There are many striking cultural differences between China and the United States. One very significant dissimilarity is the notion of relationships. Although the rules are as varied as the individuals engaged in
each relationship, there is one generalization that will help to pave the path to smooth interactions:
Chinese tend to attach more significance to close personal relationships than Americans do. They feel a greater obligation and have higher expectations once a relationship has been established.
In China, parents are expected to invest in their children’s future to the best of their ability. After children grow up, children are obligated to take care of their parents. In the United States, the sense of
responsibility varies enormously. Most parents are very involved in raising their children and preparing them to lead independent lives. After children grow up, most parents do not expect their children to
take care of them, but rather they live their own life.
Relationships between friends
The notion of liquid pro quo” is strong in the Chinese culture. If one friend helps another friend or extends a special favor, he or she expects to be helped in the future. Close friends are expected to exchange gifts of similar value on birthdays. Americans generally treat friendship more casually. The score card is not necessarily always kept even – especially in the short term. Gifts are exchanged on birthdays, on important holidays such as Christmas and on milestones such as a graduation. The monetary value of a gift is less important than the thoughtfulness associated with the gift.
Relationships between a teacher and a student
In China, if a teacher goes out of his or her way to help students with their scholastic development, it is assumed that these students will continue to show appreciation by visiting the teacher during holidays, offering gifts or providing whatever assistance may needed. In the United States, if a teacher does something out of the ordinary for a student, the teacher does not expect to be repaid in any way.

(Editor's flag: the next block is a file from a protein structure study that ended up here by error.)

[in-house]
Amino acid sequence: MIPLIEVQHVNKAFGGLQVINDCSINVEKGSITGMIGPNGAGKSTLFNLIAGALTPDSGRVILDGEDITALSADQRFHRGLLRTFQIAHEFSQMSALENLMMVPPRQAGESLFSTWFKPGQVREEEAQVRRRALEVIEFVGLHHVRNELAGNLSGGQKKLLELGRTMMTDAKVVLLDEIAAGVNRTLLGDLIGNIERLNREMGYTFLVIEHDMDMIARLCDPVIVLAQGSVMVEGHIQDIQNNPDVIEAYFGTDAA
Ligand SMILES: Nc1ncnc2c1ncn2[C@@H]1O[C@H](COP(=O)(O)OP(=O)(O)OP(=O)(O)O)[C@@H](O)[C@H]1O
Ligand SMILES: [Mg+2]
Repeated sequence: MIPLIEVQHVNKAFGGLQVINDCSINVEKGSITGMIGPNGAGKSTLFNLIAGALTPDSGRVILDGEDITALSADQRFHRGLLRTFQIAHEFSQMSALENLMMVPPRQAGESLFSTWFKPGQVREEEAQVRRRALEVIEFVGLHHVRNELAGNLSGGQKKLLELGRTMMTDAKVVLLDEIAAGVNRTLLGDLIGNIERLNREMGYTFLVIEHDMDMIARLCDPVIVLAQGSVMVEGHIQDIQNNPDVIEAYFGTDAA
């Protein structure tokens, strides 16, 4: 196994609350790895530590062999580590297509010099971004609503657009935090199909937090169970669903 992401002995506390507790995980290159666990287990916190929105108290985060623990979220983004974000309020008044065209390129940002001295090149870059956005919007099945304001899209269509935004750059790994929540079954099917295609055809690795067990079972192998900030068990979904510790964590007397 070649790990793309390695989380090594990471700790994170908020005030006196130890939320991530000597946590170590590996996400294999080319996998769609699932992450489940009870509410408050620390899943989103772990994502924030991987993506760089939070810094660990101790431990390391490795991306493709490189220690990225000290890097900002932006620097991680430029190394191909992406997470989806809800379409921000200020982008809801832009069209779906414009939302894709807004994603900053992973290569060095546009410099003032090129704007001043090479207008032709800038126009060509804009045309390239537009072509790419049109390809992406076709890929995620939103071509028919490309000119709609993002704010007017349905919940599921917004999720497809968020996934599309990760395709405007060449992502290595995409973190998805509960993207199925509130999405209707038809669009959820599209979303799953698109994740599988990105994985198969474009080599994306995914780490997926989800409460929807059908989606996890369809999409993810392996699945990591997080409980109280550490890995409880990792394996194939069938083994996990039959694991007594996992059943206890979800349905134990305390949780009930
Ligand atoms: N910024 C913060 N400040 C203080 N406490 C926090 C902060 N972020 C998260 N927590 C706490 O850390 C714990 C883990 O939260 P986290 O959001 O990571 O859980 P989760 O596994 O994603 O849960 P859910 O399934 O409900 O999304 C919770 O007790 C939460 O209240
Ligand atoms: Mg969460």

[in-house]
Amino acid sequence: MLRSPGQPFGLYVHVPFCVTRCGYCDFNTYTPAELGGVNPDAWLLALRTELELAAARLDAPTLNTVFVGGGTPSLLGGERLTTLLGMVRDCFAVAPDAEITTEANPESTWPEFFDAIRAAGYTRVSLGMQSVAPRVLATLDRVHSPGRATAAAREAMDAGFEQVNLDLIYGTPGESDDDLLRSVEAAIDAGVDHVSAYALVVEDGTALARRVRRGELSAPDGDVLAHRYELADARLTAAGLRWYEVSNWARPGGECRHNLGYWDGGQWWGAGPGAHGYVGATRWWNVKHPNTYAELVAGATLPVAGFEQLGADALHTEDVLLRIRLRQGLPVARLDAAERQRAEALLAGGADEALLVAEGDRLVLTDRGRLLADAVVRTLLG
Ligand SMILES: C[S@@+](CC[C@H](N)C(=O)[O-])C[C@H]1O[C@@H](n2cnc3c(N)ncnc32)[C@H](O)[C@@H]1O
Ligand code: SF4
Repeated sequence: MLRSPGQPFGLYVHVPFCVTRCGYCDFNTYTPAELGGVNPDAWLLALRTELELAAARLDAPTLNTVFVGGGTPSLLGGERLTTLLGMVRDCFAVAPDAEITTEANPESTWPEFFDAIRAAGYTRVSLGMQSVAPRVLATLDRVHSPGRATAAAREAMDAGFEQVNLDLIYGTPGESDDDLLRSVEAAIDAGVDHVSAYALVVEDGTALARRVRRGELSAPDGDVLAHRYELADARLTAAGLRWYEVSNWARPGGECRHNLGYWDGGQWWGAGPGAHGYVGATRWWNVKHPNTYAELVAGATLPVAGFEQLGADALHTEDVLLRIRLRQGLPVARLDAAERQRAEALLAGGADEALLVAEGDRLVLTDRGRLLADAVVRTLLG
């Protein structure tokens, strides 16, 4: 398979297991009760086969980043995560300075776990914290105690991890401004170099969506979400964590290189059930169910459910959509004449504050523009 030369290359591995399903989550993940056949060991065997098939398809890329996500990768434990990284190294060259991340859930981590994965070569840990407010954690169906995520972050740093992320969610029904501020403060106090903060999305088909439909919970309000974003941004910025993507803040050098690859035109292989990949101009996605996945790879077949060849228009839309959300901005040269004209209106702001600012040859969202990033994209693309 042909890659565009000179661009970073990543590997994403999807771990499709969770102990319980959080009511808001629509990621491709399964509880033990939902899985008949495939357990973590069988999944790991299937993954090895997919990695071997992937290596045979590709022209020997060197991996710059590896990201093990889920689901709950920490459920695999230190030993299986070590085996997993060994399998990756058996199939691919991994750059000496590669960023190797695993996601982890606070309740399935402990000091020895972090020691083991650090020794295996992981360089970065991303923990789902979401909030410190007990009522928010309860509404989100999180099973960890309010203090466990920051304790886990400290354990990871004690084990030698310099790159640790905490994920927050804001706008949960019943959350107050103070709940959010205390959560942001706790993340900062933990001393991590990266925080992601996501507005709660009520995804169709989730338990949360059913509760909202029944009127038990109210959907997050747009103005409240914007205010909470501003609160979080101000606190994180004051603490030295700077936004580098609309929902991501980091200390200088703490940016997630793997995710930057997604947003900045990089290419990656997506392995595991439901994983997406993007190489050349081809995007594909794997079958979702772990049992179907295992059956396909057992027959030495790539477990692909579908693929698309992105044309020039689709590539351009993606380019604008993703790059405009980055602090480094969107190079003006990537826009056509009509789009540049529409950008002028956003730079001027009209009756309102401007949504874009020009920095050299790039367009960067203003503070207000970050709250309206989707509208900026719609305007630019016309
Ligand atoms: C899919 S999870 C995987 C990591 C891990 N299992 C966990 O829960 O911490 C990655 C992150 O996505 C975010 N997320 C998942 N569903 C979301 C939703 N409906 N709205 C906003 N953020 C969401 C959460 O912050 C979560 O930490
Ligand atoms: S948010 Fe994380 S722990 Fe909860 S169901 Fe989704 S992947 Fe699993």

Traditionally, the Chinese have found the American attitude of immediately getting-down-to-business quite strange. They have been accustomed to conducting business once a friendship has been solidified through several preliminary meetings and exchanging gifts. In fact, the professional and social boundaries could become blurred. One could ask a business colleague for a personal favor or vice versa. If one accepted favors and gifts, both parties felt an obligation to pursue a personal relationship. However, because of the fierce competition in today’s global business world the new generation of Chinese may not have the patience or understand the benefits of a long-term relationship. If a deal can be struck early on, they don’t necessarily feel the need to invest in a personal relationship.
In the United States, business can typically be initiated during the initial encounter. The professional and social boundaries are generally clear.
Please visit our Web site at https://www.theartofying.com/welcome-to-america/ for more guidance
with your transition to life in America. As specialists in cross-cultural training, we have identified the six
most relevant topics for Chinese students coming to America to study and seek employment.
1. Understanding cultural differences
2. Making a positive first impression
3. Networking skills
4. How to conduct a successful job search
5. Interviewing skills
6. How to get along with your boss and colleagues
Web site www.theartofying.com
Telephone 310 276 6828